16. 3 points
  17. 3 points
    This thing is quite clean! I hope it was a nice gentle clean 159k highway miles. We shall see :] Just look at those plugs... you can’t even tell mine are plugs, they just look like balls of dirt at the end of a stick from a tree. There’s even plants growing under there and everything. Sent from my iPhone using Tapatalk
  18. 3 points
    There aren't many mini-ATC (mATC) fuse blocks available. You have to look to the motorcycle industry to find more/better mATC options, but they can get expensive. Fortunately, carrying spare fuses for both sizes isn't too cumbersome. The little containers they come in can hold about 10 fuses and take up less space than a Zippo. It's the glass fuses I wouldn't bother carrying. Any wires coming from the battery are always hot, even with the key off. You'll find these hot leads going to each fuse panel, plus the ignition switch. Another lead will come from the ignition switch and back into the fuse panels for any ACC (accessory) devices. The leads are attached to power rails for distributing to relays or fuses. On that note, I wouldn't tamper with any OE leads, unless you're installing a distribution block directly to the battery and need to modify the OE terminal to fit (pretty common when installing a proper audio setup). It's trivial to add a new hot lead from the battery with ring terminal. So, let's talk options (noting this is generic for most electrical upgrades)... These are some fused distribution blocks. The first one uses mATC fuses...you can find it at Aerostitch, a motorcycle outfitter. The 2nd one is from Blue Sea, a marine outfitter. The 3rd is similar to the 1st, but uses ATC fuses. The 4th (Dorman 85668) also uses ATC, but is also modular allowing you to slide multiple blocks together, and even relay mounts (5th image). The 6th option, also from Blue Sea, connects directly to the battery terminals. There are numerous options like these from the car audio world, but many of them use glass fuses...which I avoid. I've used a few of those. The 4th one I had installed under the radio in my Frontier to provide power to several accessories (additional 12V socket, aftermarket alarm, door locks), and I've got a Blue Sea box hanging in the shadows for when I get around to installing a power inverter, 12V socket (always on), and possibly a water pump and water heater in the cargo area of the Pathfinder. One perk of the Blue Sea blocks is that they also have a distribution (consolidation point) for a ground, which may save you the trouble of finding/drilling other ground points. As far as relays go, they're pretty standard. You can get harnesses that provide some wiring leads (as shown), or you can use slide connectors. They also have relays with fuse slots. Because most relays have mounting tabs, you can mount them somewhere on the chassis very easily, or with a strip of steel or ABS, create a mount for holding multiple fuses. If using the fused relays, you can get a distribution block and some jumpers (3rd pic) to distribute power, or just splice together a low gauge wire with higher gauge wires. Normally, I'm not a fan of terminal blocks because I try to make sure all power leads (aside from those on the battery) are not exposed...it doesn't take much effort to short something when using a screwdriver or wrench around them. Plus, the plastic on those styles can get brittle, causing the separate terminals to loosen over time. Putting it all together, I usually put a relay on just about anything drawing more than 10A but it depends (stereo amplifiers have built-in relays). If it's just a single accessory in an isolated area, I keep it simple. One example is my air compressor: it's close enough to the battery to warrant a direct connection, and because of its proximity to the inner fender wall (which has a few M6-threaded holes), it was easy to find mounting and ground locations: If you plan to run multiple devices, making a custom panel makes connections very easy: You connect the main lead to the fuse block on the left, the switch leads on the terminal block in the bottom-middle, and the devices to the larger terminal block on the bottom-right. (By the way, this guy sells this board for $300!...probably has maybe $50 in parts. The use of different terminal jacket types drives me nuts, but at least it's a clean solution). These Bussman modular fuse/relay boxes are probably my favorite, but require a fair amount of effort to wire up: Long long story short...if you're just planning to install the light bar only, a single lead, fuse, and relay (like what's sold in the wiring kit), is sufficient. If you plan on adding any other lights, or anything under the hood, plan on supporting those with some distribution point. Since you'll need to run at least one wire into the cab for the switch, if you plan on installing any other accessories inside the cab, minimize the numbers of wires going through the firewall. This is may mean having the distribution block inside the cab, but in doing so, all of the wires for switches will all be accessible.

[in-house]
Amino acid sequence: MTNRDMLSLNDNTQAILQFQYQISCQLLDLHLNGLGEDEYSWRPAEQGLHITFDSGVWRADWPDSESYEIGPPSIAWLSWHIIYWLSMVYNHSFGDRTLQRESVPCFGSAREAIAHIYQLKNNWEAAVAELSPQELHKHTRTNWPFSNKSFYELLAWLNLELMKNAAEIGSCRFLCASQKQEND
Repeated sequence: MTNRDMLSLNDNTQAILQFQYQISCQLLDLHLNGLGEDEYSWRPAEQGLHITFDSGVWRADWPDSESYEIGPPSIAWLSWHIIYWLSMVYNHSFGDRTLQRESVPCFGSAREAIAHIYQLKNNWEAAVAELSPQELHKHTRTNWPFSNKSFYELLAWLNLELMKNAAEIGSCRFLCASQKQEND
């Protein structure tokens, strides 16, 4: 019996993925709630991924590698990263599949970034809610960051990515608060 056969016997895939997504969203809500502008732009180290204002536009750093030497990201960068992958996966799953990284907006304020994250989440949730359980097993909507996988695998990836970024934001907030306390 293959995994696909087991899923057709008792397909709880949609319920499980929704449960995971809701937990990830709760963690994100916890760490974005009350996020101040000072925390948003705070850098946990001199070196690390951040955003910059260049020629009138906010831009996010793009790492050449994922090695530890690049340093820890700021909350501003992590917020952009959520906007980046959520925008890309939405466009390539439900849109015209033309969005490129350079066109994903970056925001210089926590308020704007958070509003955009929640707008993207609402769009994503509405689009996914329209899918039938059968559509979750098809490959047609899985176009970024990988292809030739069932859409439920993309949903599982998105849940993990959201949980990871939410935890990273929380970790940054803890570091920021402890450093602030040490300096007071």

19. 3 points